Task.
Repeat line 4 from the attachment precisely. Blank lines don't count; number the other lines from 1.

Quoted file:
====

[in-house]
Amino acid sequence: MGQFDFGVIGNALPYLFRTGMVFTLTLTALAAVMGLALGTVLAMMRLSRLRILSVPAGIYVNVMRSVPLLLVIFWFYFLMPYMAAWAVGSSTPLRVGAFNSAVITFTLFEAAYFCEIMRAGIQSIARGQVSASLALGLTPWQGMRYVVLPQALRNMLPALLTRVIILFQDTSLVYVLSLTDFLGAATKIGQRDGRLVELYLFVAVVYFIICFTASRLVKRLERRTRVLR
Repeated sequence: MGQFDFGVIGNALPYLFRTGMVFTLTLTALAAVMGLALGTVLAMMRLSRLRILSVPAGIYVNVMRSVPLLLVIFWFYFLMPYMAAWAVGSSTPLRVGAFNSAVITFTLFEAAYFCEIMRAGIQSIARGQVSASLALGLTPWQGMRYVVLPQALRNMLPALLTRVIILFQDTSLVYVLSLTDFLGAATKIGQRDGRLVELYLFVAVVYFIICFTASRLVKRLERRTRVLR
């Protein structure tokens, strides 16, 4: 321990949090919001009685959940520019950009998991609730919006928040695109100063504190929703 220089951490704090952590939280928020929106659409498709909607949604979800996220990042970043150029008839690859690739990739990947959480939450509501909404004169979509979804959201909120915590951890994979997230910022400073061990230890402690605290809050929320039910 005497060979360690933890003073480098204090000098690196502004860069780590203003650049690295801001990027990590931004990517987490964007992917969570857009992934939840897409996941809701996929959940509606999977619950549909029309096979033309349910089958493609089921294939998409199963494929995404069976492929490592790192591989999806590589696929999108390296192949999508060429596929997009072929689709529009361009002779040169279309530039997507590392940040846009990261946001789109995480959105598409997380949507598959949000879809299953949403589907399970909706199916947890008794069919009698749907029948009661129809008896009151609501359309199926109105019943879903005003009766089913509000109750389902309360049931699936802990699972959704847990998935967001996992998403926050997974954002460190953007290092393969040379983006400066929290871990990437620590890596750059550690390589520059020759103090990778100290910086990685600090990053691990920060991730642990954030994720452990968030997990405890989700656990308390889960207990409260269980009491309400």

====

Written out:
């Protein structure tokens, strides 16, 4: 321990949090919001009685959940520019950009998991609730919006928040695109100063504190929703 220089951490704090952590939280928020929106659409498709909607949604979800996220990042970043150029008839690859690739990739990947959480939450509501909404004169979509979804959201909120915590951890994979997230910022400073061990230890402690605290809050929320039910 005497060979360690933890003073480098204090000098690196502004860069780590203003650049690295801001990027990590931004990517987490964007992917969570857009992934939840897409996941809701996929959940509606999977619950549909029309096979033309349910089958493609089921294939998409199963494929995404069976492929490592790192591989999806590589696929999108390296192949999508060429596929997009072929689709529009361009002779040169279309530039997507590392940040846009990261946001789109995480959105598409997380949507598959949000879809299953949403589907399970909706199916947890008794069919009698749907029948009661129809008896009151609501359309199926109105019943879903005003009766089913509000109750389902309360049931699936802990699972959704847990998935967001996992998403926050997974954002460190953007290092393969040379983006400066929290871990990437620590890596750059550690390589520059020759103090990778100290910086990685600090990053691990920060991730642990954030994720452990968030997990405890989700656990308390889960207990409260269980009491309400």